Winter Garden Work

Photo by Paul Goebel

Photo by Paul Goebel

Ha! You thought winter meant no garden work…WRONG! There are plenty of chores to do. And remember, taking of these makes your job easier come spring. Don’t let the list’s size worry you; these need to b e done in a day. OK, here’s the list.



Winter Gardening

Vegetables and Fruits
*Store leftover seeds in a cool, dry location, such as a sealed jar in the refrigerator.
*Pick up and discard fallen fruit before spring.
*Avoid working soil when it is wet.
*In February and March, apply dormant oil to fruit trees after pruning to reduce scale and mites.
*Start seeds for transplanting.
*Obtain a soil test and make needed improvements.
*Look for plants with improved insect and disease resistance in new nursery catalogs.
*Order fruit trees and seeds.
*Peach and nectarines just prior to blooming.
*Grapes, raspberries and blackberries.

*After several hard frosts, mulch perennial beds with 2 to 4 inches of straw, shredded leaves or other light-weight organic material.
*Cut back tall rose canes to 24 inches to prevent winter breakage.
*Spread one-year-old manure around the base of hardy roses.
*Mulch tender roses by mounding soil 6 to 8 inches over plants to protect the graft.
*Incorporate organic matter into garden areas.
*Continue to plant spring bulbs until the ground is frozen.
*Water everything well before the ground freezes to prevent dry soil conditions.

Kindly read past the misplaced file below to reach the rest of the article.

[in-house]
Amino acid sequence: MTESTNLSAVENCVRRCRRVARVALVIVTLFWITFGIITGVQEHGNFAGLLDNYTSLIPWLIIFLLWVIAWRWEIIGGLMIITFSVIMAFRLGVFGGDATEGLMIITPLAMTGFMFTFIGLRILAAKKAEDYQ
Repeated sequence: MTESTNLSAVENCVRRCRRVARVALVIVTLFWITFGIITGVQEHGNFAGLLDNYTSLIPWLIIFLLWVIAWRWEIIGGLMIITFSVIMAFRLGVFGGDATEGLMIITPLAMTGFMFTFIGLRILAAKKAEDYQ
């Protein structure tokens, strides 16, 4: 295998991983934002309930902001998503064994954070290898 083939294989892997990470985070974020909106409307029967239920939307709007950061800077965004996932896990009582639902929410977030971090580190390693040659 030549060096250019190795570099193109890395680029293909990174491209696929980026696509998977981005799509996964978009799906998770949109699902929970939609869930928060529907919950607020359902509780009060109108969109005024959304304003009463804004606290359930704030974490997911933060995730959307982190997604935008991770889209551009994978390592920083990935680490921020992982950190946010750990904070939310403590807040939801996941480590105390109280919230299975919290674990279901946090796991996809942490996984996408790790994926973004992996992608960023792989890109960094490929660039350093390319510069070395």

*Watch for signs of frost heaving and re-cover tender roots.
*Prepare a sketch of your garden area and decide what new plants and seeds are needed.

Trees and Shrubs
*Check for rabbit damage on young trees and shrubs; 18-inch wire fencing buried one-inch in the ground should prevent further problems.
*Gently brush heavy snow from branches to reduce damage; allow the sun to melt accumulated ice.
*Cut small branches from spring-flowering shrubs and put them in a water-filled vase for a splash of spring indoors.
*Prune fruit trees (apples, pears and cherries) when temperatures are above 20 degrees F.

*Rake or mow over fallen leaves that have piled up on the lawn to prevent grass suffocation.
*Remove fallen limbs and other debris from your lawn.
*Scatter snow instead of piling it up on the lawn next to driveways and walks.
*Avoid walking on frozen lawns; it may injure the grass.
*Store leftover lawn fertilizer in a dry location out of the reach of children and pets.

*Rotate positions to produce balanced plants.
*Repot root-bound plants into a one-inch larger container.

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